Not really necessary when you consider that if the Spanish used force to take Gibraltar it would result in a war between them and the rest of NATO.
So instead they have to resort to lawfare and try to create situations where they assert their claim and are unchallenged by Britain.
All this is meant to be is a floating flag bearer saying “actually it belongs to us.”

Pete
Pete
5 days ago
Reply to  Tomartyr

The real threat isn’t the Spanish…it’s the risk of Islamic terrorist attack using RIBS. There must have been 3 or 4 such attacks onto tourist beaches in the Med and the Red Sea in last decade or so COVID halted the opportunity for attacks in tourist beaches in the southern Mediterranean lands..not inconceivable that extremists would attack one of the closest western locations in a similar manner. The ability to respond robustly and lightning fast would be key.

Gavin Gordon
Gavin Gordon
4 days ago
Reply to  Pete

👍

Tomartyr
Tomartyr
3 days ago
Reply to  Pete

Good points but the Spanish aren’t a threat at all because they aren’t threatening us, merely challenging our sovereignty.
It’s simply required that we state and uphold international law if and when necessary.

Last edited 3 days ago by Tomartyr
andy reeves
andy reeves
10 hours ago
Reply to  Tomartyr

a signsaying tresspassers ill be shot.

James Fennell
James Fennell
5 days ago
Reply to  Paul42

I don’t think they are intended to form a line of battle and slug it out with the Spanish navy 🙂 – there is an OPV based at Gibraltar, HMS Trent. These are to patrol the narrow sliver of sovereign waters – they are very fast and just fine for that task.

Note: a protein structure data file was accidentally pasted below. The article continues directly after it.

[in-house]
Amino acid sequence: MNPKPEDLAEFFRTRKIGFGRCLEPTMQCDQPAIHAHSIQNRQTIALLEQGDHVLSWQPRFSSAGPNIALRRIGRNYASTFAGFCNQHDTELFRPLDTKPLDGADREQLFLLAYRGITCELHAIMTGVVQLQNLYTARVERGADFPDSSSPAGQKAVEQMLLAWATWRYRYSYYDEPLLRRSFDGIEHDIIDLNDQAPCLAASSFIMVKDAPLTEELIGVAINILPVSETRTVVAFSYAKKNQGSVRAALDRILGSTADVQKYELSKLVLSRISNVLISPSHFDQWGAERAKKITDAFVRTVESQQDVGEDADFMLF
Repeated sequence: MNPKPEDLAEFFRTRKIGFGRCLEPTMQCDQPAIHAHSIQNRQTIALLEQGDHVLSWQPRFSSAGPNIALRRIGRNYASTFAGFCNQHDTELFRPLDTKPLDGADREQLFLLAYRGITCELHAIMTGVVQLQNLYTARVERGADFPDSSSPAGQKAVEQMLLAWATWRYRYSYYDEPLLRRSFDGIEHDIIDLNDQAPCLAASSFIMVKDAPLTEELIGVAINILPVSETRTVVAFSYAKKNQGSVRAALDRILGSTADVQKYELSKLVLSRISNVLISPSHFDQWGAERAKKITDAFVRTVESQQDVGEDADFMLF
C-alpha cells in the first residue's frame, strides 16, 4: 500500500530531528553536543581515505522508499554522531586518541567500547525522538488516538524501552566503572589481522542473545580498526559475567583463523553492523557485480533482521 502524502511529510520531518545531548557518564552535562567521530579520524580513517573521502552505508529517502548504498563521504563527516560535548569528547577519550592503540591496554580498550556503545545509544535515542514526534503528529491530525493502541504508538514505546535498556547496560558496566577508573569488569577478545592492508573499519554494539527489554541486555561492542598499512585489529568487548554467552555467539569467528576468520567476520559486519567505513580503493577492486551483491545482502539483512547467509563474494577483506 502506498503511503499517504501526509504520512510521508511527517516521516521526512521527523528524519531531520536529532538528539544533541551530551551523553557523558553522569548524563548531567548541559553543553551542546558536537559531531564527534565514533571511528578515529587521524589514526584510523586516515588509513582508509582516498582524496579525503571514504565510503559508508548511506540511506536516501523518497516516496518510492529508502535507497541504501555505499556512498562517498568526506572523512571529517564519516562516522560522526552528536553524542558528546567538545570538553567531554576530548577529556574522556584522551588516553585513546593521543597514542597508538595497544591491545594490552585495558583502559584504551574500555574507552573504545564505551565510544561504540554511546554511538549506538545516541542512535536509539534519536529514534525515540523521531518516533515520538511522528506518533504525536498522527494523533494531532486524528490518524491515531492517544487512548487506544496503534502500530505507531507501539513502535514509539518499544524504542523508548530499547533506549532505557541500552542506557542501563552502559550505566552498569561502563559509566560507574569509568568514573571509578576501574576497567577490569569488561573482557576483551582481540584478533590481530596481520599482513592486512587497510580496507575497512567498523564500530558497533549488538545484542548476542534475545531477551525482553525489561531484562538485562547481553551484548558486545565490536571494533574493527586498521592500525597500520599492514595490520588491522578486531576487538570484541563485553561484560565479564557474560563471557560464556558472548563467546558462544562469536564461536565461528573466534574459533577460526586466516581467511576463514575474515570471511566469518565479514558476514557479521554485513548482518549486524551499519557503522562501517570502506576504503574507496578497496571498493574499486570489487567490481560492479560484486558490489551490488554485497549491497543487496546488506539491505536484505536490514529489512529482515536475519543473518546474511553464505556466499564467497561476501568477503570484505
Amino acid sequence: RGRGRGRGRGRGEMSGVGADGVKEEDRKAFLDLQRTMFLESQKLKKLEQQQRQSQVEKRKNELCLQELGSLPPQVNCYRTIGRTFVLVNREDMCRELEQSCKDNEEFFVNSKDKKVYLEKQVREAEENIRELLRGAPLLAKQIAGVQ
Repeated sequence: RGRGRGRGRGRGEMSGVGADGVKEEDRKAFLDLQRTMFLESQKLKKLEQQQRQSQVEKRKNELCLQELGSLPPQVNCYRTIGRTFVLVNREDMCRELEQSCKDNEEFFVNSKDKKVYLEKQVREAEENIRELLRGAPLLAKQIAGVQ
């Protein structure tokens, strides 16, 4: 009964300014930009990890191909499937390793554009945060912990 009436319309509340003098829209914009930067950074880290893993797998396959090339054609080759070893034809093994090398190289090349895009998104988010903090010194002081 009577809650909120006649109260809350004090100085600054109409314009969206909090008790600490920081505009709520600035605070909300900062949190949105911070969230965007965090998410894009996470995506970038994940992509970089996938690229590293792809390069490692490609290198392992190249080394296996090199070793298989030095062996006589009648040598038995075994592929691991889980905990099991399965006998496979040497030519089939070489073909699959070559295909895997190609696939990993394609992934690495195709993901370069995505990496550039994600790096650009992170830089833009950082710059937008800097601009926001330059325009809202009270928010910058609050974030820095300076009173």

andy reeves
andy reeves
10 hours ago
Reply to  James Fennell

an opv at gibraltar? oo well thats alright then no manuels are going to mess with a mighty river.

Posse Comitatus
Posse Comitatus
5 days ago
Reply to  Paul42

Let’s hope not. And vice versa. They are not going to be firming on Spanish vessels. Spain, like France is a close NATO ally. We should ignore the tub thumping stupidity of duplicitous politicos making white noise and trying to make themselves look tough , draping themselves in flags and pretending they care about fish or borders or anything else. Given the choice between their own expenses or cuts to the military, their expenses will win every time . Away from their tedious posturing, the quiet professionals of Nato militaries work closely together, whether in Mali, Poland, the forthcoming French… Read more »

Joe16
Joe16
3 days ago

Couldn’t have put it better myself.

andy reeves
andy reeves
4 days ago
Reply to  Paul42

mount a torpedo tube on them and they will be. and mount the gun properly

Daniele Mandelli
Daniele Mandelli
3 days ago
Reply to  Paul42

Afternoon.

I don’t think that the idea is to bother the Spanish. Their silly games are just that, games. Changes nothing of who controls Gibraltar that they occasionally make a point by sailing through the waters.

Going head to head with a fellow European ally is not needed or even necessary unless they act dangerously. If they do, the size and armament of the vessel hardly ,matters, we won’t be playing dodgems with them.

These are a welcome improvement over the old Archers and fine for CT.

Mike
Mike
5 days ago

Did this really cost £5m for one boat? (Saw In another news article). If so why does it cost so much for a small boat with just some.ligjt weaponry?

Steven Alfred Rake
Steven Alfred Rake
5 days ago

Instead of retiring/giving away our mine sweepers/minehunter they could station a few in Gib to act as the Gib squadron, there is still plenty of life left in those hulls.

Supportive Bloke
Supportive Bloke
5 days ago

Maintenance cost of very old hulls is high.

Fibreglass isn’t great for patch n mend situations contrary to what other think. It is also very dependent on the workmanship of repairs and how clean dry surfaces being worked on are.

Fibreglass doesn’t last for ever and requires an increasing amount of maintenance. The resins used were very good quality. How do I know? I certified them as compliant. So I also know exactly what their lifetime characteristics were. Don’t get me, wrong VT did a fine job making them.

Last edited 5 days ago by Supportive Bloke
Steven Alfred Rake
Steven Alfred Rake
5 days ago

The one’s that we have given away seem to be doing well.

James Fennell
James Fennell
5 days ago

As minehunters.

Gunbuster
Gunbuster
5 days ago